1- 4: our first 4 nights. We’ll be adding more details of our overnights later. Orange circle – our “Roquefort deviation” – never rely on a TomTom to find Roquefort cheese caves in France (which are down Montpellier way).
The past few days we have been making our way south through France towards Spain. Our first stop was near Uzerche in Corrèze (not all that far from home actually). We decided at that point to take a more inland route because the towns, mostly built into the rockface or on rocky outcrops, are so beautiful and so OLD. Not far away, in the caves of Lascaux, prehistoric painting were found by 4 young boys in 1940. They date back 18000 years. Lascaux 2 was opened in the 1980s – an exact replica of the original caves and drawings, using the same materials and techniques, to preserve the originals. The originals can’t be visited any more.
This is Uzerche..
Perigueux was an afternoon stop. We picked up maps and wifi in the tourist office, and watched 3 young teenage girls getting picked up by armed police for shoplifting. The town centre is one of the biggest urban conservation areas in France. A lot of the towns and villages in the area are on the ancient Pilgrims’ route to Santiago de Compostela in Spain, and we are starting to see the scallop shell symbol on cobbled roads and buildings.
Limeuil in Perigord, listed as one of the “plus beaux villages” in France, sits where the Dordogne and Vézère rivers converge. It’s been inhabited for the last 20000 years, and in medieval times was a bustling harbour. It’s built on a rock with tiny cobbled streets which Adam and I had a wander round as it was getting dark. Luckily we saw the sign saying that campervans had to be left at the bottom of the hill. Which is where we spent the night.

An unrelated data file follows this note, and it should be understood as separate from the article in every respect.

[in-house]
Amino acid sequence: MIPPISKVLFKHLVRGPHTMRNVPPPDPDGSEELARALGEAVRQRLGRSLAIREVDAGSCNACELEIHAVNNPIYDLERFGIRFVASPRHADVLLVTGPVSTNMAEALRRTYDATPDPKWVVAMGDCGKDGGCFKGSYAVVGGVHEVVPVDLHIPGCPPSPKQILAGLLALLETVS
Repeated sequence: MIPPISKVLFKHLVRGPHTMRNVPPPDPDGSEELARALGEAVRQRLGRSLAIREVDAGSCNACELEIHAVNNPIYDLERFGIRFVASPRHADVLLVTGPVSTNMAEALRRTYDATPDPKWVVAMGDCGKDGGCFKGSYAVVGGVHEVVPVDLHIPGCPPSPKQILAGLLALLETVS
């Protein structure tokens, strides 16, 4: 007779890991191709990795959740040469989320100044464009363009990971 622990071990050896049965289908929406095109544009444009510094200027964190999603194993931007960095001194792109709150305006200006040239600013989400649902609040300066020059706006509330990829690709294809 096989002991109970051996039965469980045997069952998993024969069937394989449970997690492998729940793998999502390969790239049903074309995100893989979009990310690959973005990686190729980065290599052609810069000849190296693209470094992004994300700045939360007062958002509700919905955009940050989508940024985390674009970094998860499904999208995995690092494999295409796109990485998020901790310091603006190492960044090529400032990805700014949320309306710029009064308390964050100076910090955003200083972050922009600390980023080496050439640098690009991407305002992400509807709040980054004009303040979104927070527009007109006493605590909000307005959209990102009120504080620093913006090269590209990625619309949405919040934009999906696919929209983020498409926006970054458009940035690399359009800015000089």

The village is a great place to visit as a family – there are lots of signs and questions posted on the wall (in French, but most with some English too) explaining the history of the town and what would have been happening in the streets hundreds of years ago. It was a very prosperous and busy market town because of the harbour.
Perched at the top of Limeuil are the panoramic gardens. It’s Open Doors day this weekend in France (Journées des Patrimoines) where buildings or sites like these gardens are open free to the public. Some places which are never normally open to the public also give access. Like the caves where Roquefort cheeses are matured…. a story in itself….. we wanted to see the caves…….. the first time these particular ones have ever been open to the public….. but we didn’t realise quite how many Roqueforts there were in France or how far apart or how off route the TomTom could take us in our quest to find Roquefort cheese caves…..
Anyhow we never got to the Roquefort caves. But we did visit the Limeuil gardens. Worth it for the view. Again, the mayor of Limeuil has seen to it that they are well set up; Katie loved finding out about tinctorial plants and the boys about knots that were used to strap the cargo of Limeuil in days gone by.
But the best thing of all, the mayor in all his wisdom, made the sweetest wifi access point ever, free to those sitting in the lovely gardens in front of the Mairie.